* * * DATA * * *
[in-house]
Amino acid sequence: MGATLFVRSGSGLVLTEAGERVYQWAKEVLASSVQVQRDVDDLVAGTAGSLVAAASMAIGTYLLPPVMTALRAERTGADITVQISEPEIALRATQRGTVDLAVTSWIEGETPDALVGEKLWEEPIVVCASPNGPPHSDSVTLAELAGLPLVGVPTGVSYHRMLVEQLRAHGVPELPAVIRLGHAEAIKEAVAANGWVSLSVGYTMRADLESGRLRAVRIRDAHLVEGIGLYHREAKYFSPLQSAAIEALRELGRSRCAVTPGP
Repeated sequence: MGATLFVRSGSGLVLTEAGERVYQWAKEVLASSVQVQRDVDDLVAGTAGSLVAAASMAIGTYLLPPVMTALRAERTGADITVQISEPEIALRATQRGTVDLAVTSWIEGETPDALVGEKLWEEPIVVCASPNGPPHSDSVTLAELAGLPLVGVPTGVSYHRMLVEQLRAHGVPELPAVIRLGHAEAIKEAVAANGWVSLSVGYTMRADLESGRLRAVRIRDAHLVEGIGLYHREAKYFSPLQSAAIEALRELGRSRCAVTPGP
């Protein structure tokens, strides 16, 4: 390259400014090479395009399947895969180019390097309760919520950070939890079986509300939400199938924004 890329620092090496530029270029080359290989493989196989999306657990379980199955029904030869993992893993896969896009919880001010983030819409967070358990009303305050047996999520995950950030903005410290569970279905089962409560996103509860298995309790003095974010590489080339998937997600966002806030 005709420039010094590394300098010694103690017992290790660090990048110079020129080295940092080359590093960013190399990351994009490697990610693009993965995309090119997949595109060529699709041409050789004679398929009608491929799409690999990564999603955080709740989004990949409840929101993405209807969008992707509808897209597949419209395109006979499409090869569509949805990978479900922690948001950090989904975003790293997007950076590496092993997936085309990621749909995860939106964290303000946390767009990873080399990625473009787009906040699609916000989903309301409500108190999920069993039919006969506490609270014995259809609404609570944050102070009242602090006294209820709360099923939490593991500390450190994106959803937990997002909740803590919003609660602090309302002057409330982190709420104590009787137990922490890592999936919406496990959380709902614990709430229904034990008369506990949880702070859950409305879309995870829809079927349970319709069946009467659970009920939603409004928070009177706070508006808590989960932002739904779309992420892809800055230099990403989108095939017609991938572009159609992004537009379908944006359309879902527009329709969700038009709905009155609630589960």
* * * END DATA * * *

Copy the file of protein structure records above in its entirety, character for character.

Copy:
[in-house]
Amino acid sequence: MGATLFVRSGSGLVLTEAGERVYQWAKEVLASSVQVQRDVDDLVAGTAGSLVAAASMAIGTYLLPPVMTALRAERTGADITVQISEPEIALRATQRGTVDLAVTSWIEGETPDALVGEKLWEEPIVVCASPNGPPHSDSVTLAELAGLPLVGVPTGVSYHRMLVEQLRAHGVPELPAVIRLGHAEAIKEAVAANGWVSLSVGYTMRADLESGRLRAVRIRDAHLVEGIGLYHREAKYFSPLQSAAIEALRELGRSRCAVTPGP
Repeated sequence: MGATLFVRSGSGLVLTEAGERVYQWAKEVLASSVQVQRDVDDLVAGTAGSLVAAASMAIGTYLLPPVMTALRAERTGADITVQISEPEIALRATQRGTVDLAVTSWIEGETPDALVGEKLWEEPIVVCASPNGPPHSDSVTLAELAGLPLVGVPTGVSYHRMLVEQLRAHGVPELPAVIRLGHAEAIKEAVAANGWVSLSVGYTMRADLESGRLRAVRIRDAHLVEGIGLYHREAKYFSPLQSAAIEALRELGRSRCAVTPGP
């Protein structure tokens, strides 16, 4: 390259400014090479395009399947895969180019390097309760919520950070939890079986509300939400199938924004 890329620092090496530029270029080359290989493989196989999306657990379980199955029904030869993992893993896969896009919880001010983030819409967070358990009303305050047996999520995950950030903005410290569970279905089962409560996103509860298995309790003095974010590489080339998937997600966002806030 005709420039010094590394300098010694103690017992290790660090990048110079020129080295940092080359590093960013190399990351994009490697990610693009993965995309090119997949595109060529699709041409050789004679398929009608491929799409690999990564999603955080709740989004990949409840929101993405209807969008992707509808897209597949419209395109006979499409090869569509949805990978479900922690948001950090989904975003790293997007950076590496092993997936085309990621749909995860939106964290303000946390767009990873080399990625473009787009906040699609916000989903309301409500108190999920069993039919006969506490609270014995259809609404609570944050102070009242602090006294209820709360099923939490593991500390450190994106959803937990997002909740803590919003609660602090309302002057409330982190709420104590009787137990922490890592999936919406496990959380709902614990709430229904034990008369506990949880702070859950409305879309995870829809079927349970319709069946009467659970009920939603409004928070009177706070508006808590989960932002739904779309992420892809800055230099990403989108095939017609991938572009159609992004537009379908944006359309879902527009329709969700038009709905009155609630589960």